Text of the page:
Laser SafetyHS(G)95 The Radiation Safety of Laser used for Display Purposes:
This comprehensive information on the radiation safety problems to consider is prompted by the fact that most lasers used in the leisure sector have outputs high enough to cause significant risk of eye injury. Moreover, if higher than 0.5 watts output then burn is a potential danger. Accordingly, this scopes critical issues such as the regulatory bodies to be consulted, strict user and supplier requirements and installation safety assessment. Outdoor laser operations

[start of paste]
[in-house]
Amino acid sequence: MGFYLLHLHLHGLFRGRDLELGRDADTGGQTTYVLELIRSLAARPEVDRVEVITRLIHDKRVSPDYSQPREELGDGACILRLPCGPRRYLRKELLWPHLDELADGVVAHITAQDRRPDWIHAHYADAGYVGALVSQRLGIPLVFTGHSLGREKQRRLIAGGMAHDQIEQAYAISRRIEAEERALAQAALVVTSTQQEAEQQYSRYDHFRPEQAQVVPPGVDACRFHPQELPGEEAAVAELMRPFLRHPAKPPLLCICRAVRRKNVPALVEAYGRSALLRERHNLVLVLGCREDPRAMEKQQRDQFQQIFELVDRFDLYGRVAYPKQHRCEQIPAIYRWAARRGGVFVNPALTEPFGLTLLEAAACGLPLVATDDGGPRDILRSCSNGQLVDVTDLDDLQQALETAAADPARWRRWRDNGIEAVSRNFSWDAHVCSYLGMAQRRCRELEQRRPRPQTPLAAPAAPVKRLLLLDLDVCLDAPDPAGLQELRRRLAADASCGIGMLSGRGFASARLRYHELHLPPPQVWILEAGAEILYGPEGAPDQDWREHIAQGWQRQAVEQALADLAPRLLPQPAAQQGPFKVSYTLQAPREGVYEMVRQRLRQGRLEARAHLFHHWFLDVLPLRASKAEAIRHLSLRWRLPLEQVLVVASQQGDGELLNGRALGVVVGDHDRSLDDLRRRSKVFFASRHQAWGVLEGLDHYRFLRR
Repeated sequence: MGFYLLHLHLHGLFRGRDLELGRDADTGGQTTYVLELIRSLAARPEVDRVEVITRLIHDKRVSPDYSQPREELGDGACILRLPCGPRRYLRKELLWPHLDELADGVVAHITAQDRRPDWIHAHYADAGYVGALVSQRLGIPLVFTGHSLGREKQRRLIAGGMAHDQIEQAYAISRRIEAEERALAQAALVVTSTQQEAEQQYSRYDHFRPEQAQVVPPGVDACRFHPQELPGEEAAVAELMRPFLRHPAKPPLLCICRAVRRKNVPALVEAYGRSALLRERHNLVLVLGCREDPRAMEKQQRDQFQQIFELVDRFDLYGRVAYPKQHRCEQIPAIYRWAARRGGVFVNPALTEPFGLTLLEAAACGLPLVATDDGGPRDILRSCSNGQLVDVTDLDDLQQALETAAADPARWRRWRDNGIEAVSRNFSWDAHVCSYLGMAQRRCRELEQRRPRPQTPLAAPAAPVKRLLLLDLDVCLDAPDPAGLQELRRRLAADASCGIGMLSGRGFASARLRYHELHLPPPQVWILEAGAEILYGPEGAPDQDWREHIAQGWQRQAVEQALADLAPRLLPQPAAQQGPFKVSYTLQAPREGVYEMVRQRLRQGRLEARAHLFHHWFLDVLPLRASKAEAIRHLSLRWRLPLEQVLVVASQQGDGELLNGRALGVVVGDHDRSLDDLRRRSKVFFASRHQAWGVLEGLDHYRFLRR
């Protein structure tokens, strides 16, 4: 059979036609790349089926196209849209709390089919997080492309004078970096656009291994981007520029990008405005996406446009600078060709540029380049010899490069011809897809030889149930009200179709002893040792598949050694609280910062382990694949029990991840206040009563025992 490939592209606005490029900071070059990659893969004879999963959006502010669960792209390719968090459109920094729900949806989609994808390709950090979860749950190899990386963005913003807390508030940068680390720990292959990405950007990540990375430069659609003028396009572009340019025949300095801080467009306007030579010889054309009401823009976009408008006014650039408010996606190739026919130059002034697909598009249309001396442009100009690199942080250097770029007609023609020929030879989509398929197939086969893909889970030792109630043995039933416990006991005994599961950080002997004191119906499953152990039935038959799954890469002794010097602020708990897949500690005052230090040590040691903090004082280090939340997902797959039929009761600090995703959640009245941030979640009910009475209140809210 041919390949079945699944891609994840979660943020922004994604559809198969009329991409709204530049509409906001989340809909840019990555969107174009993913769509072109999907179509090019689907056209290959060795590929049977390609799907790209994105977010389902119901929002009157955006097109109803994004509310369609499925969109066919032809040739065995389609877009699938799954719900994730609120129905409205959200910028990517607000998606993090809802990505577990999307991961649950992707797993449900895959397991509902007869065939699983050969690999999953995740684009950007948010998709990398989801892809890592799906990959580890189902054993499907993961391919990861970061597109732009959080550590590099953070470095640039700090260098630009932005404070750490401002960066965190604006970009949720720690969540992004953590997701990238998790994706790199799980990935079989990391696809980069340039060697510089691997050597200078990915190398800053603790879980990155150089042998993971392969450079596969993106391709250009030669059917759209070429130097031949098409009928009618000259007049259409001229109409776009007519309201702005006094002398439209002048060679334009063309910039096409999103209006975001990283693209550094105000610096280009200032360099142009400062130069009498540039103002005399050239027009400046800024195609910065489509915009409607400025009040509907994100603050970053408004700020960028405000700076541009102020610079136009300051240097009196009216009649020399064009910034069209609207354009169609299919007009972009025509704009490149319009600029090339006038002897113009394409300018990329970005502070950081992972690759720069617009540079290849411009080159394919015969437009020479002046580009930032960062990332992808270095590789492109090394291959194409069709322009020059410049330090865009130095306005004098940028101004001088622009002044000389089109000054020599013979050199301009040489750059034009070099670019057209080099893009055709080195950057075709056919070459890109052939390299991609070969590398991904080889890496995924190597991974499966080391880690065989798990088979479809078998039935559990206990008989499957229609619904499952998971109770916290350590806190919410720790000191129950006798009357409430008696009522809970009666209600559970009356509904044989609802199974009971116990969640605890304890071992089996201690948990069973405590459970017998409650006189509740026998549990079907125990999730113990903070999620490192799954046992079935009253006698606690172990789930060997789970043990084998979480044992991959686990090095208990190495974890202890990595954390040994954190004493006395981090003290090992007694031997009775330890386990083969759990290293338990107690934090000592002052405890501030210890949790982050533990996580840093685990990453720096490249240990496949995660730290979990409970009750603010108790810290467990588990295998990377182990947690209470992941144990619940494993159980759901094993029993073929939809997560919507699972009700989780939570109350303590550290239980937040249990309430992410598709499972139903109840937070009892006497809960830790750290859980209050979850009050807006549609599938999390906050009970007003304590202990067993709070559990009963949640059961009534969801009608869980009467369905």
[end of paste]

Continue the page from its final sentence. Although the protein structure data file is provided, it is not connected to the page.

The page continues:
Lasers used in the vicinity of aerodromes add to the known aviation-related problems associated with high intensity lights and can have a physiological impact upon pilots which could threaten aircraft safety, particularly at critical stages of flight such as final approach. Such physiological effects can include: glare, temporary flash blindness, after-image, and, possibly, eye injury. In addition, there is the potential for laser activity to dazzle and distract pilots of aircraft, and any planned laser activity must be organised to avoid this eventuality.
Users are requested to give the Civil Aviation Authority (CAA) 28 days notice of intent to use a laser outdoors, through the use of the CAP 736 - notification of Outdoor Laser Installations.